We were picked up at 9 and transported to the nearby Mae Kok River that runs through the outskirts of Chiang Rai. We boarded our longtail boat for an hour long ride down the river. The river level is quite low and the driver displayed his skills as we narrowly missed the submerged logs and sandbars that filled the river. We passed through beautiful hills and saw many small riverside houses.

We arrived for the second part of our tour in a small Karen tribe town where we found the local elephant camp. Again we were pleased that the elephants were kept in a nicely shaded area and were told that they are well taken care of and receive regular government mandated health visits. We boarded our elephant and began our 1 ½ hour ride into the surrounding mountains. We were amazed at how gracefully such a huge animal could make his way along the narrow paths that would be impassable by any other means. We passed local fields, both corn and rice. The views became incredible as we looked back towards the river. It was hard to believe we had climbed so far in such a short time.

We arrived at the small village of Banyafu where we were to have our lunch. The local houses are raised off the ground which was convenient as we could get off the elephant directly onto the front porch. We ate a delicious meal with a local family and then took a short tour of the house and village. Most of the villagers were busy working in the surrounding fields.

We continued our trip on foot making our way down the mountain on a small dirt trail. We walked for about an hour, mostly downhill and visited a very nice local waterfall. The local school had just gotten out for the day and many of the local kids were cooling off after the hot day swimming in the natural pool at the bottom of the waterfall.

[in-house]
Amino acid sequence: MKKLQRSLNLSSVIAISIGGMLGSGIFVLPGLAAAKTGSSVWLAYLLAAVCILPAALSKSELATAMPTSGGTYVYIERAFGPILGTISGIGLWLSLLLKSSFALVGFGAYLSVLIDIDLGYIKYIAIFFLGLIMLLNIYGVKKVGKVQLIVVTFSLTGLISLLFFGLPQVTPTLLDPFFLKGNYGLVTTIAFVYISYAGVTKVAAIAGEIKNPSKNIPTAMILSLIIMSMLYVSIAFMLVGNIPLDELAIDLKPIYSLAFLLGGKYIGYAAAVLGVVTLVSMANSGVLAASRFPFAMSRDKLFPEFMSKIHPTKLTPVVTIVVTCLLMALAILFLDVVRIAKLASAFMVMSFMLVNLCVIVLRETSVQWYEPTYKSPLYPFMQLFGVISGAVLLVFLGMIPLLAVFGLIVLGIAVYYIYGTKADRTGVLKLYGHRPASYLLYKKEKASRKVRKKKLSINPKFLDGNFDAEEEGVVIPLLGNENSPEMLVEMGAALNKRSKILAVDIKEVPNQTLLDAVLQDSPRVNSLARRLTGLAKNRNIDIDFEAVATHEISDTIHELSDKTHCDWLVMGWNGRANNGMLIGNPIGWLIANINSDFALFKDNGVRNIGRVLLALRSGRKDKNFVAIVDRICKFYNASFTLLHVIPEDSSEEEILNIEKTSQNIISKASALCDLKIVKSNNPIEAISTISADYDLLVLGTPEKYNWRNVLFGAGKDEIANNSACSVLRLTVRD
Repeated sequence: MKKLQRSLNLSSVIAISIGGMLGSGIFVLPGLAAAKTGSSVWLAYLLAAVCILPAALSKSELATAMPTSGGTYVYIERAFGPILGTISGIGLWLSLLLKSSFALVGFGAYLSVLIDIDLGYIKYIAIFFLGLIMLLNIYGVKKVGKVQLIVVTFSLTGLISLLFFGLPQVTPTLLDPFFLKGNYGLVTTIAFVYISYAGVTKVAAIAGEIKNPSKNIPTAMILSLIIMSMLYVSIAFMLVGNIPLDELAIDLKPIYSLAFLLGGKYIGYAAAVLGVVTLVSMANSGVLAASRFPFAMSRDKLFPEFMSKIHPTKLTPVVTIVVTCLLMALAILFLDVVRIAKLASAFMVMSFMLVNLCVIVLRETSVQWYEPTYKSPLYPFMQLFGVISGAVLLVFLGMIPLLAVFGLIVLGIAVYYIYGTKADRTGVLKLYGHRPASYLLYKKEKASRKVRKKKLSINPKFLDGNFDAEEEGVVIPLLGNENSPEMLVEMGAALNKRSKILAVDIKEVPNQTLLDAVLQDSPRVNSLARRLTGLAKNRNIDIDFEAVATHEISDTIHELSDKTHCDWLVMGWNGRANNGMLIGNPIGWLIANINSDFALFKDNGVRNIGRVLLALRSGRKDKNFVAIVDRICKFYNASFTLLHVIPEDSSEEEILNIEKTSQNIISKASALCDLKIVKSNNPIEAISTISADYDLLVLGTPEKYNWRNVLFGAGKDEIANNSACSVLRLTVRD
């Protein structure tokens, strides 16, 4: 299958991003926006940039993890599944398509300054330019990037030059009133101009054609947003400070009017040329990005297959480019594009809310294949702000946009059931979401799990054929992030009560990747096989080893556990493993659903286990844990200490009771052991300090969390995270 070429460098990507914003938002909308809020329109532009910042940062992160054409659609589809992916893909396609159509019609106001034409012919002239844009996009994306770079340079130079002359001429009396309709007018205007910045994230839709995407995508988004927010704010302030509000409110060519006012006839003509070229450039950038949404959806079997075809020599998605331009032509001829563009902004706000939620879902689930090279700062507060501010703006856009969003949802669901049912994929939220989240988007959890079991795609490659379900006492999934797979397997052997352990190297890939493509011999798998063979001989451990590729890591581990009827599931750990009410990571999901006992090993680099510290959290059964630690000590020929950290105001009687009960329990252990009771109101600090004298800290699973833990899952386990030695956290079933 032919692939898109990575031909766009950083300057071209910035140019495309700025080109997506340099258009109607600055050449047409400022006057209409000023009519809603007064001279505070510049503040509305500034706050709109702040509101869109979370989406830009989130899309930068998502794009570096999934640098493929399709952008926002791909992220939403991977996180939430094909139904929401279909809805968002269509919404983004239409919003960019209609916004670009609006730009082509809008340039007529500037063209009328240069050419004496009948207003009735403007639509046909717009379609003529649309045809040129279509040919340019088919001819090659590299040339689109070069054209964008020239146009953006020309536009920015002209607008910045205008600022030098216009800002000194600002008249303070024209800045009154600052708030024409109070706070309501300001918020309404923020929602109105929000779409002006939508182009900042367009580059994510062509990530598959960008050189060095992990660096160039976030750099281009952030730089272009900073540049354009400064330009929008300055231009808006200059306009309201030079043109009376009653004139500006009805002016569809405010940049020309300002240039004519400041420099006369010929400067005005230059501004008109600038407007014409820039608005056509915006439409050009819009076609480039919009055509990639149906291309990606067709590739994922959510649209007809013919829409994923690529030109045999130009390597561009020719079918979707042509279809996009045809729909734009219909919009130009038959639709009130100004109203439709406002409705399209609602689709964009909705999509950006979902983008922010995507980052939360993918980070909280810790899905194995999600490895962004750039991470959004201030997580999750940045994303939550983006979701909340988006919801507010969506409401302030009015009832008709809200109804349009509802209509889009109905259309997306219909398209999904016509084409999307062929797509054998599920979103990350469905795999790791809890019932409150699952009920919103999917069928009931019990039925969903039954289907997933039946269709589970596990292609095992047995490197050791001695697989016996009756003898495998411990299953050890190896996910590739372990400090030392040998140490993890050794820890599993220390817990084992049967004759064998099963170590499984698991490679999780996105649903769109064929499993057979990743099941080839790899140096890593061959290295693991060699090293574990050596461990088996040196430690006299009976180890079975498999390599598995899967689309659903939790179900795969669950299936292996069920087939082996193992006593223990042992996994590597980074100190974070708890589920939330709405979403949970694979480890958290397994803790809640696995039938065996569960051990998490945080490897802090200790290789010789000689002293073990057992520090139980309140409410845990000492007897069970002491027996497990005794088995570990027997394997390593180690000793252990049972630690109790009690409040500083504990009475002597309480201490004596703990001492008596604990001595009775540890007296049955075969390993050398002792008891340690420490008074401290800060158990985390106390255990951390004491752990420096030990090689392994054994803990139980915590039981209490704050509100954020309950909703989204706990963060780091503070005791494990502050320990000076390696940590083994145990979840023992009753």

A songtaew transported us to another village, which had just recently gotten electricity. Many people had taken advantage of the new luxury by installing refrigerators, fans and satellite dishes. It was nice to see that improvements are being made in the community and yet they are still able to keep their local traditions.

We made one more quick visit to a local homestay project which was incredible and reminded us of something Robinson Crusoe would have called home. A few backpackers were staying there and they said they absolutely love it. From there we returned to our songtaew and made our way back to Chiang Rai. It was an absolutely enjoyable day and was one of the best adventures we have had in SE Asia so far.

As we look back it is hard to believe we have only been in Chiang Rai for one week. We did so much here and enjoyed ourselves immensely. We leave in the morning to head further north and hope to see the Mekong River by tomorrow afternoon. We have had a good time during our second visit to Thailand on this trip and will be sad to leave, but are happy to know that we will return again soon.

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20th June 2013

Chiang Rai
We enjoyed our time in Chiang Mai, even though I got food poisoning and was down for 3 days. As you say it is touristy but some how holds on to its charm. We didn't make it to Chiang Rai and regret that after reading your blog. We'll see what the future holds for us. Until then enjoy your adventure heading north.
21st June 2013

Make sure you get a two month visa before returning to Thailand...
so that you can return to your previous pattern of living several months in a place before moving on...I so admired your non-tourist life style as a way to become immersed in a culture. I'm glad you have enjoyed northern Thailand as we loved it when we lived there for 18 months.
21st June 2013
Wat Rong Khun - Chiang Rai

How do you let a picture do the talking without words? Enough said!